Atta Kenare AFP/Getty Images

Originally published on Sun October 21, 2012 7:41 pm

Economic sanctions have a reputation for being the international equivalent of a slap on the wrist. But in Iran, there's evidence that they are working, and that the country's flamboyant President Mahmoud Ahmadinejad might pay the price.

In the past year, Iran's currency has shed 80 percent of its value against the dollar, dropping by 25 percent in just the past week. That's caused a scramble for the few U.S. dollars available in the black market as people seek a safe haven against the free-falling rial.

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World Cafe
12:59 pm
Wed October 3, 2012

David Wax Museum On World Cafe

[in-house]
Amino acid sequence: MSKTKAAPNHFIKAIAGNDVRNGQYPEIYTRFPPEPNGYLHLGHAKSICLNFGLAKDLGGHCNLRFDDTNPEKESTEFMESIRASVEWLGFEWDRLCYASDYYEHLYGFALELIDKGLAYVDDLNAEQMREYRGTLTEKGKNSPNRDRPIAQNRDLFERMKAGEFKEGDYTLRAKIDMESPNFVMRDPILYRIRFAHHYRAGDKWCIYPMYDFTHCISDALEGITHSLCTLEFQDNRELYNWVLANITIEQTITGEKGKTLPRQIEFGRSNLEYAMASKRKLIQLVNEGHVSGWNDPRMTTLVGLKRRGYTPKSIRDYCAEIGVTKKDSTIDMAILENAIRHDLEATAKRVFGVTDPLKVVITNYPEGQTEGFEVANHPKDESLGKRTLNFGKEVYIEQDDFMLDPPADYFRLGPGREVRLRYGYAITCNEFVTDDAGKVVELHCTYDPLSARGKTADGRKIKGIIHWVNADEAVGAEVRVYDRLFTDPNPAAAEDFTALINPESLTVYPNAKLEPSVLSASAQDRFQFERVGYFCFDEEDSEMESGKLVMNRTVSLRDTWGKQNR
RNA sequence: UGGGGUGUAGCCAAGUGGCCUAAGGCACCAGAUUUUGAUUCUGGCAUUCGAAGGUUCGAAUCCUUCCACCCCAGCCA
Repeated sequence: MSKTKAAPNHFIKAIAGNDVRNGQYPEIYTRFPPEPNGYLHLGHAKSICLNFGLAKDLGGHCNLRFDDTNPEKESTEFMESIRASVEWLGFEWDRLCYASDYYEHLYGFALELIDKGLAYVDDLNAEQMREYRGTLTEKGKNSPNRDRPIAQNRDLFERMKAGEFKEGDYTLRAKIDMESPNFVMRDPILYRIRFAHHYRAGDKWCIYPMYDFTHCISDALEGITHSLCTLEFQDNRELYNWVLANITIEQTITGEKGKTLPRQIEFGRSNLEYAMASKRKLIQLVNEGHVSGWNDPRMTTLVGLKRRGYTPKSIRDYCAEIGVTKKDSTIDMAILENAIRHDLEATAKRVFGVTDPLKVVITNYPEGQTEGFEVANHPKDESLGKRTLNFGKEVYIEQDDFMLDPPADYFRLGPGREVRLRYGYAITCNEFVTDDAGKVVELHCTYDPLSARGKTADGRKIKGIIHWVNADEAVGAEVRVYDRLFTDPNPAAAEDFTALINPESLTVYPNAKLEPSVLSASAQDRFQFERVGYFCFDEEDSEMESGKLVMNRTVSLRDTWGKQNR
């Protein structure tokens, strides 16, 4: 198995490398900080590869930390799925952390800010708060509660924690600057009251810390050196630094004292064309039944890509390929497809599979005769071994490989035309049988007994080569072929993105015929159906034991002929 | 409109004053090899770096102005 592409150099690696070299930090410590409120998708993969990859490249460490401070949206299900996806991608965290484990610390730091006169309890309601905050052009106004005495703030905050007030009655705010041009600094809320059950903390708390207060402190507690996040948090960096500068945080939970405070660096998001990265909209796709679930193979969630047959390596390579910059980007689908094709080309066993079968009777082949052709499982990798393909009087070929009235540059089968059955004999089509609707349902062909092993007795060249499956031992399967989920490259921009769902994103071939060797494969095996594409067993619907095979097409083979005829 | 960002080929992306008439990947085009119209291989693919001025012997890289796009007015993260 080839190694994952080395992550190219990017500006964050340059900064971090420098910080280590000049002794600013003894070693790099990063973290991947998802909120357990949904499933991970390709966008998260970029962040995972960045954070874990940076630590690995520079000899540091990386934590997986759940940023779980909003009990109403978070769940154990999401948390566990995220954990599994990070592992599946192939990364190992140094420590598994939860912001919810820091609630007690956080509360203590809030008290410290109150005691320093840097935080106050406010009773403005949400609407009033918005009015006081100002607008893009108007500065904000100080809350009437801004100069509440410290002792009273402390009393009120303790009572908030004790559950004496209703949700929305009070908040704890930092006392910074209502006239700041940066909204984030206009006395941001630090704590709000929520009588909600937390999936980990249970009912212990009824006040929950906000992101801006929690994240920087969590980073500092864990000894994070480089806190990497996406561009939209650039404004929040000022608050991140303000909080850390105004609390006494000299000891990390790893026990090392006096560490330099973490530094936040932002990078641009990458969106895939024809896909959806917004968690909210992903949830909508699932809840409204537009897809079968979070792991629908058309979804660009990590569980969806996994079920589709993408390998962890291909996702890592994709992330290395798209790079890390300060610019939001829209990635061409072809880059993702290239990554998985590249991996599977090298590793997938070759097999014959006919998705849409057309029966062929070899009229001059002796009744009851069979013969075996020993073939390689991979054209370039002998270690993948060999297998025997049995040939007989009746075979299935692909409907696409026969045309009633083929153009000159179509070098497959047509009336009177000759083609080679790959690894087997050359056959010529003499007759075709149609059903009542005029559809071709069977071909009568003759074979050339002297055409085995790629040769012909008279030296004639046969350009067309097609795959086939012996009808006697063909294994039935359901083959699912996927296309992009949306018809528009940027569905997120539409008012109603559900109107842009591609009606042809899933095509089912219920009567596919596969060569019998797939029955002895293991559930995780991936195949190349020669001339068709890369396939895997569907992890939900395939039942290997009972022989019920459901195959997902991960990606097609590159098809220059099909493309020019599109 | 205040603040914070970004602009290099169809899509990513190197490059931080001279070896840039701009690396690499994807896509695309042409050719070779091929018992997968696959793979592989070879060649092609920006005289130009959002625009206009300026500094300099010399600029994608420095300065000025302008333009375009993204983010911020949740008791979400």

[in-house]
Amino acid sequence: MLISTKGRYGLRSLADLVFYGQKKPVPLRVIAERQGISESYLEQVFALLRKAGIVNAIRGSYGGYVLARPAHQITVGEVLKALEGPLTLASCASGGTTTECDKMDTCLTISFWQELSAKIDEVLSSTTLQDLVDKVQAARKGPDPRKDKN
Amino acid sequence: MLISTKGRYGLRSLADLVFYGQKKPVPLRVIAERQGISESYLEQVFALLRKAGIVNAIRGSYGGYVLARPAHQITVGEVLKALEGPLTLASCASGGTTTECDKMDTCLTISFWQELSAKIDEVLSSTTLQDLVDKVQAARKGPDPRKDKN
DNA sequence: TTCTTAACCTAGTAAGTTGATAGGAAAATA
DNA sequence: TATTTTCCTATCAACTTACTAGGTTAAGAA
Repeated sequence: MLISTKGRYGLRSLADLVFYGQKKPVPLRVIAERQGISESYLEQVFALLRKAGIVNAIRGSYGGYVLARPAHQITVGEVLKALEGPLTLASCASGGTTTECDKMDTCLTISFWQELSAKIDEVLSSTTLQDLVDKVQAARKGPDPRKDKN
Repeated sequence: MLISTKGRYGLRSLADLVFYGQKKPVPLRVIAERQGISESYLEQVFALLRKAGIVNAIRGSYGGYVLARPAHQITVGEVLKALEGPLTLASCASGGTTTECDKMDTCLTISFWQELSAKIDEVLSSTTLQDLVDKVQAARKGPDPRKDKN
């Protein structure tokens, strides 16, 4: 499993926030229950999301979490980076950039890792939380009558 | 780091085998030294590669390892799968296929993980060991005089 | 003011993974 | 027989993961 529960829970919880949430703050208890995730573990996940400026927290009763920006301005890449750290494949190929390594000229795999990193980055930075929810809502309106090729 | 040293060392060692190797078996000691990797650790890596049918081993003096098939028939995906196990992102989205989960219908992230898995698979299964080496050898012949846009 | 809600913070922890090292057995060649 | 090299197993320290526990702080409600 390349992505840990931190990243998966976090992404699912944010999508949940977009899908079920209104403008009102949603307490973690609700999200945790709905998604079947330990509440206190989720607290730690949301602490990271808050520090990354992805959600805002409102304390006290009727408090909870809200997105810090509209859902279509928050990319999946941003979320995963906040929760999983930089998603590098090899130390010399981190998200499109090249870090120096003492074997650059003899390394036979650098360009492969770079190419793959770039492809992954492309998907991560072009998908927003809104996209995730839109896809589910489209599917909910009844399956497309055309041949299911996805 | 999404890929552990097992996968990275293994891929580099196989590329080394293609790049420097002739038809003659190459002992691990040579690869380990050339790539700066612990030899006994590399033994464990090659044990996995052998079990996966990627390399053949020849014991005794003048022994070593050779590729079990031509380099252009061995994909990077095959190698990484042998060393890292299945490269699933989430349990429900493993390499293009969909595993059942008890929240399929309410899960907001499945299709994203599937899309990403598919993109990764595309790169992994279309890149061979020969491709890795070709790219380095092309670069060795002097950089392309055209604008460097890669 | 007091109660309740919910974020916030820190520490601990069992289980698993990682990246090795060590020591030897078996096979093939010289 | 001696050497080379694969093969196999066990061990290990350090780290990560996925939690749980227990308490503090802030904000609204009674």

David Wax Museum.
Courtesy of the artist

Originally published on Mon October 15, 2012 10:38 am

David Wax Museum fuses traditional Mexican and American folk music into what the band calls "Mexo-Americana" — a style that's lively and unique. David Wax and Suz Slezak, the band's core members, met in Boston in 2007. After spending summers working with Quakers in rural Mexico, Wax spent a graduate fellowship year studying the local music of Mexico.

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Music Reviews
12:48 pm
Wed October 3, 2012

Low Cut Connie: The Self-Deprecating Bar Band

Low Cut Connie's Call Me Sylvia is as raucous as its debut, though it's a bit more self-conscious.
Courtesy of the artist

Originally published on Thu October 4, 2012 7:47 am

Low Cut Connie is one of an increasingly rare breed: a party band, a bar band, a band with a sense of rock 'n' roll history that isn't weighed down by nostalgia or the foolish feeling that music was better way back when. Positive fellows, for the most part, even when they're in their cups, these guys "say yes," as the title of one song goes, to a life in music. Oh, and they're also trying to get women to say yes to their craven come-ons.